I enjoy imagining that kind of specificity in lawmaking. To paraphrase a friend who’s a programmer for a mid-sized company in the Bay Area: good product design solves the hardest problem first. She says that solving that problem will solve most of the easier problems down the line. That approach is why so many Masters projects for those in Human-Computer Interaction at Carnegie Mellon focusing on serving people with disabilities. A website that works for someone with motor control issues will also work for someone on a shaking bus downtown.

Consider a writing a proposal for a school breakfast program. Imagine designing a policy to serve the user persona of Ameena, a child of a family who recently immigrated as refugees from Afghanistan and who is learning English while catching up in school. That same policy will also help Jimmy, the working class kid living with his aunt while his Mom handles some of her own issues and who’s a bit behind in his reading skills. The school breakfast program would include signs with a mix of words and symbols to describe the food, a system to get feedback from parents on kids’ allergies and religious restrictions, and before it started, communication from the school district to the parents/guardians/whoever the child is staying with in a variety of forms to make sure they know what the kids in their care are eating. It makes sure Ameena’s parents with limited English know what’s happening, and the robust communication system makes sure it’s Jimmy’s aunt, not his Mom who’s out of the picture, that gets the heads-up that she needs to tell them about his peanut allergy. What works for Ameena works for Jimmy in this case.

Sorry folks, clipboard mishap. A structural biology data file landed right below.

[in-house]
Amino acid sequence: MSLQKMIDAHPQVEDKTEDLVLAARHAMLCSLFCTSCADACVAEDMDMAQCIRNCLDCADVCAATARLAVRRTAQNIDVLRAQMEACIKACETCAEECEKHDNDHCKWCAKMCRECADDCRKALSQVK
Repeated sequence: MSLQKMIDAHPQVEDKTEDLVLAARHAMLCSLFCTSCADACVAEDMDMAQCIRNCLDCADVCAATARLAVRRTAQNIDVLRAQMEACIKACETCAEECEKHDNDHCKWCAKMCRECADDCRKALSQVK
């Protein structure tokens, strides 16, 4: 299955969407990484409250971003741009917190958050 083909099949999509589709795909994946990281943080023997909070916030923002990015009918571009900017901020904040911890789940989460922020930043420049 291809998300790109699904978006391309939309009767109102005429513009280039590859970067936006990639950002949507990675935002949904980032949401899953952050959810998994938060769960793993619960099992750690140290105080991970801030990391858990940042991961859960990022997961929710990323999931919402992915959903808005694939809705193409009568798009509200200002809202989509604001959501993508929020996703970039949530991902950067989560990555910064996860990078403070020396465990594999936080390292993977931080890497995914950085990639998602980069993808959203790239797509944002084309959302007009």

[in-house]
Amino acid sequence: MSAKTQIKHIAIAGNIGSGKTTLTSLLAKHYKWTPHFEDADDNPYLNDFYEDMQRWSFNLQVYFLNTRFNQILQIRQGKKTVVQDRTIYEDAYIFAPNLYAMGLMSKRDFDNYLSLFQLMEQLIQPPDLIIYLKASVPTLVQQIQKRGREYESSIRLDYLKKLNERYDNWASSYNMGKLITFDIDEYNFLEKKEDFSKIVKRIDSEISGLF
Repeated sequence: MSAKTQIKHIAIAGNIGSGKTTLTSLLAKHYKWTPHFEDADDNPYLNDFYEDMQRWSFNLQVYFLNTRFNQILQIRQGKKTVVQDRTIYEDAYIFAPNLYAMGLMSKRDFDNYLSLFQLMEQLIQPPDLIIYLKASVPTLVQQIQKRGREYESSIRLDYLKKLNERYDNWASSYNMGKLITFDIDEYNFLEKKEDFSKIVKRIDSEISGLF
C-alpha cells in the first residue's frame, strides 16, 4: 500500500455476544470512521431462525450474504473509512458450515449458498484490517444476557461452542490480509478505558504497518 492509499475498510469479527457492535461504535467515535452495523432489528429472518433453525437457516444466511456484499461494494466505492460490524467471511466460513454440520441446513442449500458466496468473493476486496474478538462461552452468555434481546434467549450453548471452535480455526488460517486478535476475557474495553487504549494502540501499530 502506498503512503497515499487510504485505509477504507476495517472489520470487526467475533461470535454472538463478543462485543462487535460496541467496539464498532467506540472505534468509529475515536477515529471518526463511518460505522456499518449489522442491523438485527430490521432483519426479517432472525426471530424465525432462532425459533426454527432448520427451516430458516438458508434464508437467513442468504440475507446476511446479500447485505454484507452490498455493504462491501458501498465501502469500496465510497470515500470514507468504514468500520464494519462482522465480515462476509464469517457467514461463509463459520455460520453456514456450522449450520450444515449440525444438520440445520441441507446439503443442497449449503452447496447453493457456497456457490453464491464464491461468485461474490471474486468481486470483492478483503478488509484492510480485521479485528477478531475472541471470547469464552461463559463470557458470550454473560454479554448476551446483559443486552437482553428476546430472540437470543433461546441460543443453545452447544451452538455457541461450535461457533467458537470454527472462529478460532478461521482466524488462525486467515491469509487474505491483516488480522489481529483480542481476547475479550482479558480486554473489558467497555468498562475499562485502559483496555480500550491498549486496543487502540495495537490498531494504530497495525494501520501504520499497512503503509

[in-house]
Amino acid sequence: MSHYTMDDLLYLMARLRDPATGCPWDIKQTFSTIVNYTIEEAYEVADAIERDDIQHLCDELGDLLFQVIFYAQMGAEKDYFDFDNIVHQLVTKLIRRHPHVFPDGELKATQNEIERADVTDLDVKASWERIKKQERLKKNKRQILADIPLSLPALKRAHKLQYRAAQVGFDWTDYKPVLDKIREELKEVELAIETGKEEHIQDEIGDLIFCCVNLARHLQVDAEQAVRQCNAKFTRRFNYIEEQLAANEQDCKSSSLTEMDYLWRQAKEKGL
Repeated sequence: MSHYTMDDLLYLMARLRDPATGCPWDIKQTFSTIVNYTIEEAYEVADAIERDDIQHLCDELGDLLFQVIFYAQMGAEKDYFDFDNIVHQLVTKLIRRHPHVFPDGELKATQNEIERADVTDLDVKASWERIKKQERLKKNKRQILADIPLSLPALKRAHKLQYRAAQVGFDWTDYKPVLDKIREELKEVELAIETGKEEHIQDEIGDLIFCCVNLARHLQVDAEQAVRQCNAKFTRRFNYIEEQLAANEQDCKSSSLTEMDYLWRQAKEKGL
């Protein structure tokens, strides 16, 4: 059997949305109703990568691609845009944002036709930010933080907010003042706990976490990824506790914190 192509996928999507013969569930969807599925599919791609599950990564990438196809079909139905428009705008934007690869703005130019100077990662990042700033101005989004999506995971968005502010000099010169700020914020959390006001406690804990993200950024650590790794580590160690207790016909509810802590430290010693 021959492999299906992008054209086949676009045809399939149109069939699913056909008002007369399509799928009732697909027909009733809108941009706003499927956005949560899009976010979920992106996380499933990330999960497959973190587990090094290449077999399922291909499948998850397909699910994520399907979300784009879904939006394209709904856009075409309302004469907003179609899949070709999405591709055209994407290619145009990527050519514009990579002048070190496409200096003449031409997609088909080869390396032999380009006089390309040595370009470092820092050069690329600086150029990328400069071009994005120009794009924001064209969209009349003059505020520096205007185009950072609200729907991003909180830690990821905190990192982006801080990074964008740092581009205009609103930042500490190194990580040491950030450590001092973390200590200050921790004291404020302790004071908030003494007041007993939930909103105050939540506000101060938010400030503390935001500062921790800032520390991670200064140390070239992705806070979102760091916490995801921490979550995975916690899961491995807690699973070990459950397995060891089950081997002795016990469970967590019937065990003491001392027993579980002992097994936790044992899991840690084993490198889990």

The fractility of experiences is what allows us to make user personas specific, to leave some identity combinations out when building user personas. This might be hard for lawmakers, since they tend to want to include everyone imaginable in their ideas. 3 to 5 user personas is more than enough for the work. Every faith does not need to be assigned to a specific user case-study, every country does not need a citizen to be included because, in all probability, a Presbyterian will use the website in the same way as an Episcopal and a child of refugees from Afghanistan will probably be as hungry as a child of refugees from Syria.

They might not, which is why testing and feedback and iteration are vital. That is another blog post, though I think I should keep my fantasy of agile lawmaking to myself. Testing happens with laws through user interviews just like it does with good products. If I walked into a meeting with a refugee agency to get their feedback on my proposal for a school breakfast program and heard there were differences in how a child from Afghanistan and a child from Syria need to be served, then I would modify my user persona and then the policy. If it turned out in my user testing that Episcopals really did have different needs from Presbyterians, perhaps for my e-hymnal site, then I would need to re-write my user personas. That is alright, because from lawmaking to website creation, any effort involving serving humans will have to change with time.

Imagine a campaign office with a row of framed user personas behind the candidate’s desk. She sees them during call-time, and when she’s cutting turf.The backs of the frames would have to be easy to pop open, so the stories could be modified when their future constituents’ needs change. She sees them when she’s doing interviews and tweaking her platform. There they would sit, a constant, guiding presence, informed by the lived reality of the people who she seeks to represent.

Inspirational Quote:

“My people are few. They resemble the scattering trees of a storm-swept plain…There was a time when our people covered the land as the waves of a wind-ruffled sea cover its shell-paved floor, but that time long since passed away with the greatness of tribes that are now but a mournful memory.” ― Chief Seattle, The Chief Seattle’s Speech